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More and more people are rejecting job offers

Concerns about the economy appear to be keeping job seekers from accepting new offers, even if they are looking for another job.

One of the UK’s largest recruitment firms, Page Group, has been hit so hard by the clampdown that its annual profits could halve this year.

The company said trust with candidates and the companies it is trying to recruit for “remains limited.”

This meant that even once job seekers had passed the final interview, getting them to change jobs was the “biggest challenge.”

Currently, no increase in employment is expected before 2025.

Inflation has surged into double digits in recent years, and interest rates have remained at a 16-year high of 5.25 percent.

Given the current uncertainty, more employers are hiring hourly or contract workers rather than full-time employees.

There are concerns that people who decide to change jobs will lose their current job security and ultimately lose their position with their new employer.

The finding comes shortly after the latest figures from the Office for National Statistics were published, showing the number of people in paid employment in the UK fell by 36,000 between March and April this year.

In addition, the employment rate for people aged 16 to 64 was estimated at 74.3 per cent in the period from February to April, which is lower than the estimate from a year earlier and a decrease during this period, while the unemployment rate was estimated at 4.4 per cent, which is higher than in the previous year.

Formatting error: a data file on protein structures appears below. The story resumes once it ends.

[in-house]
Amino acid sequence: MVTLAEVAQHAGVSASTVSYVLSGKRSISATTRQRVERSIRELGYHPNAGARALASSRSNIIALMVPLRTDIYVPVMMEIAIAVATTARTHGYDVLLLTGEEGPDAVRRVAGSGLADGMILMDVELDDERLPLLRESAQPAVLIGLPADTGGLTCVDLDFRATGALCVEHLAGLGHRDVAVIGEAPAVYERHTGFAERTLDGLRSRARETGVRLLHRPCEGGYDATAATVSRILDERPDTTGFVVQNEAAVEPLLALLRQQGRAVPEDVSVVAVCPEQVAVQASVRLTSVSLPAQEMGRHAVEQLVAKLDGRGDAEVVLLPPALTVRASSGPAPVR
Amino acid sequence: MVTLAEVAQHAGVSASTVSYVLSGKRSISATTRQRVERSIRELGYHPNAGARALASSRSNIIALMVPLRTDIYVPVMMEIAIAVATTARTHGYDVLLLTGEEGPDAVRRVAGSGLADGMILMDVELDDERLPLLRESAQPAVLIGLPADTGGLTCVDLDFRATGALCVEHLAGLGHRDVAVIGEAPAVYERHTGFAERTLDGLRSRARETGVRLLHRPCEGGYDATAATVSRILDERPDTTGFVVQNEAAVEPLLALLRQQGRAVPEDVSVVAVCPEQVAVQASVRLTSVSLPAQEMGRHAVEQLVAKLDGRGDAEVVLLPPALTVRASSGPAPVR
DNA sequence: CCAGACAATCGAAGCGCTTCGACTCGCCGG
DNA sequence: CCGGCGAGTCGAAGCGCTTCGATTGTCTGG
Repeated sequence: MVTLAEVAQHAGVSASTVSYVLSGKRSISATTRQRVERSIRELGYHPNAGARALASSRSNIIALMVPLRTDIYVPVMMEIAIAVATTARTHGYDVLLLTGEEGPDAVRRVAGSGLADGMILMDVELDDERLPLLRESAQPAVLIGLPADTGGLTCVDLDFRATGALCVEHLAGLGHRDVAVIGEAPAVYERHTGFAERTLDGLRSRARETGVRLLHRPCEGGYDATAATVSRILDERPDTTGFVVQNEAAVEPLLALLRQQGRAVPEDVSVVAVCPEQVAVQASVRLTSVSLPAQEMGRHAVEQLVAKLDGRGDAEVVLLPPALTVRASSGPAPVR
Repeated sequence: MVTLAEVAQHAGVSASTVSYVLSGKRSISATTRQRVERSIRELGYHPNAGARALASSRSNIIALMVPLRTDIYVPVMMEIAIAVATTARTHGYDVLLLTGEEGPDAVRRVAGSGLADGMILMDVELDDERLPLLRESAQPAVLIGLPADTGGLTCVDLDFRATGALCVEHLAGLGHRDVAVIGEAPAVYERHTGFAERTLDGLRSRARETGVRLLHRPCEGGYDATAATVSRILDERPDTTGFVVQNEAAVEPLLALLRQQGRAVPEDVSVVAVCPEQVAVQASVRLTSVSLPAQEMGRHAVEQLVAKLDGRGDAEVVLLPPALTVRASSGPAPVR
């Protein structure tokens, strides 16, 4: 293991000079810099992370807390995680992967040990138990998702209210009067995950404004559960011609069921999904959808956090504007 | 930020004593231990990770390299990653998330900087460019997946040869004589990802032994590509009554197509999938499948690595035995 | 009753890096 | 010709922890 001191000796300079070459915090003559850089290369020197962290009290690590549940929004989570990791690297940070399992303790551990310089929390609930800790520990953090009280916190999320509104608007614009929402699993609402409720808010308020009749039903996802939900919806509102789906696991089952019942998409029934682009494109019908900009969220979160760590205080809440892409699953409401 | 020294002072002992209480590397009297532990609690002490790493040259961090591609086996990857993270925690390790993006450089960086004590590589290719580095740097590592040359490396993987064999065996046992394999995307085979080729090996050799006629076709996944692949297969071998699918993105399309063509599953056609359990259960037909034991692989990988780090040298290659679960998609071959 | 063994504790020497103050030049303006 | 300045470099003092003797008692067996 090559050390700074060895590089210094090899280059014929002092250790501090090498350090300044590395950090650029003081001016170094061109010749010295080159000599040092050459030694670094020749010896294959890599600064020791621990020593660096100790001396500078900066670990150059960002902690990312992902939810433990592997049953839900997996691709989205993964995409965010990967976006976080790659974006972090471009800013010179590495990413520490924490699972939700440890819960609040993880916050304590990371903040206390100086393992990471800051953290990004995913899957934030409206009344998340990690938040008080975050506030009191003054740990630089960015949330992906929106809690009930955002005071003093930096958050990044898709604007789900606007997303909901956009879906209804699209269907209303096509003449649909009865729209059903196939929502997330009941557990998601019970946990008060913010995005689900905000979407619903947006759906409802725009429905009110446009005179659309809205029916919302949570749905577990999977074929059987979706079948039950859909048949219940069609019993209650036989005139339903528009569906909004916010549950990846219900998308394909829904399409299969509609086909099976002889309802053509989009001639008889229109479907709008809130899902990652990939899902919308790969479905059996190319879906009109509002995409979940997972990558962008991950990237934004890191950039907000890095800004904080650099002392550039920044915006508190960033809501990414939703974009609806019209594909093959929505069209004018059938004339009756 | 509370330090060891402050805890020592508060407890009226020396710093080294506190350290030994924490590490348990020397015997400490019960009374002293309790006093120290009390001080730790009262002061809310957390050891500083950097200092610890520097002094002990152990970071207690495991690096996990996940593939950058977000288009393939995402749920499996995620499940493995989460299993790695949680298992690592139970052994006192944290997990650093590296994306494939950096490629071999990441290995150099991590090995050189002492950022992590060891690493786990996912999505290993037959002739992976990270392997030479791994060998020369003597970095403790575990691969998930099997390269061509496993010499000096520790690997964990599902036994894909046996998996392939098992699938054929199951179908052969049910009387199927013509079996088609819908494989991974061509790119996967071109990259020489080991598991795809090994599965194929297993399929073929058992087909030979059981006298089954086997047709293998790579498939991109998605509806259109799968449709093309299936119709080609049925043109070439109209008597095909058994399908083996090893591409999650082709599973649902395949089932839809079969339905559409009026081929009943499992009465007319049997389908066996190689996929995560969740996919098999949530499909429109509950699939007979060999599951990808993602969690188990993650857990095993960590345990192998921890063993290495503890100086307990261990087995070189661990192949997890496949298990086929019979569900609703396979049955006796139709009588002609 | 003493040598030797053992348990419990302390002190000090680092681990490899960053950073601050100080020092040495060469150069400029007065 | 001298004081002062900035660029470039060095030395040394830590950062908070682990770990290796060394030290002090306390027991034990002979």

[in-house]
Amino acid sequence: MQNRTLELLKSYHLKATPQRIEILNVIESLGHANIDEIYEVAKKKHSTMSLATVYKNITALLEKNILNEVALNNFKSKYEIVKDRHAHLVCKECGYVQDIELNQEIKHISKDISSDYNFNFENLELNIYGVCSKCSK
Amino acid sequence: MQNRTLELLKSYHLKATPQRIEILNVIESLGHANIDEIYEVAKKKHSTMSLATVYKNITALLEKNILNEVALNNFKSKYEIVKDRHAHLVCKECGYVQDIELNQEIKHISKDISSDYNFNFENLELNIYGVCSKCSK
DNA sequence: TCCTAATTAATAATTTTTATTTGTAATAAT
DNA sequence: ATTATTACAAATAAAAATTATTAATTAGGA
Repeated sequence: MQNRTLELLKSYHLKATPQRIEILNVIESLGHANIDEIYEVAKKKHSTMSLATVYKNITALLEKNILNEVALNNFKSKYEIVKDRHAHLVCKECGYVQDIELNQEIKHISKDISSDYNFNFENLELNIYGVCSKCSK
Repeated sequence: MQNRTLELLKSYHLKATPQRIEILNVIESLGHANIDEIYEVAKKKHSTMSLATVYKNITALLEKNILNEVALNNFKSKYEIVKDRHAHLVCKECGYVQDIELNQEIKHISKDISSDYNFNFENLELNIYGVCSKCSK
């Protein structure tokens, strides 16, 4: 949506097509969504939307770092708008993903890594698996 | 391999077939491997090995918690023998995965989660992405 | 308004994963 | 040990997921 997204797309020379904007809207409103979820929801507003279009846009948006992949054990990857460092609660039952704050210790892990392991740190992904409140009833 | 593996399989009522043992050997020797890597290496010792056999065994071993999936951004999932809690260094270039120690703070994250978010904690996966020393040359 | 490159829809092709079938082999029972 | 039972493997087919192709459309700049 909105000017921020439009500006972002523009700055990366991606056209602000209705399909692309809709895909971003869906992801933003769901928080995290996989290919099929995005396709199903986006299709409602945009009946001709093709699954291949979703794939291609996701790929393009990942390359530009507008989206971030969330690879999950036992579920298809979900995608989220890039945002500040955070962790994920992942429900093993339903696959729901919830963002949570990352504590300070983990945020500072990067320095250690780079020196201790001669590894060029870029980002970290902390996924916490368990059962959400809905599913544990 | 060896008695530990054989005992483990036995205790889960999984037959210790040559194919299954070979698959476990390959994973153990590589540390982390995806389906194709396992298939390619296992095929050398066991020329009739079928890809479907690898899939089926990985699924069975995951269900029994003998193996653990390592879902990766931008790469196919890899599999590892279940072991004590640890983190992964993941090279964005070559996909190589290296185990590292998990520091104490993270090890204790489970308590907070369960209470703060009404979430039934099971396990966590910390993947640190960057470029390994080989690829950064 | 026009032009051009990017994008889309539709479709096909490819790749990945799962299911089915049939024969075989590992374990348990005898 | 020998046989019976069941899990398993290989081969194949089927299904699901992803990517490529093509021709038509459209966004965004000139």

Problems with job-related anxiety appear to be most pronounced among those seeking permanent employment, who, according to Page Group, “remain reluctant to change jobs.”

Since the beginning of 2023, there has been a slump in labor markets around the world as the weaker economic situation negatively impacts recruitment.

That caution applies even as inflation fell in May, when prices rose 2.8% from 3% in April.

The new data is due to be released on 17 July, with many, including the new Labour government, hoping inflation will continue to fall, helping to ease the cost of living crisis.

Page Group, which is now forecasting full-year profits of £60m compared with £118m in 2023, said businesses in the UK were still “deferring hiring decisions” and candidates were “being cautious about accepting offers”.

This led to the company’s UK pre-tax profit falling by more than 17 per cent to £26.8m in the three months to the end of June, compared with £32.5m in the same period last year.

The company currently employs 7,576 people worldwide, up from over 9,000 at the end of 2022.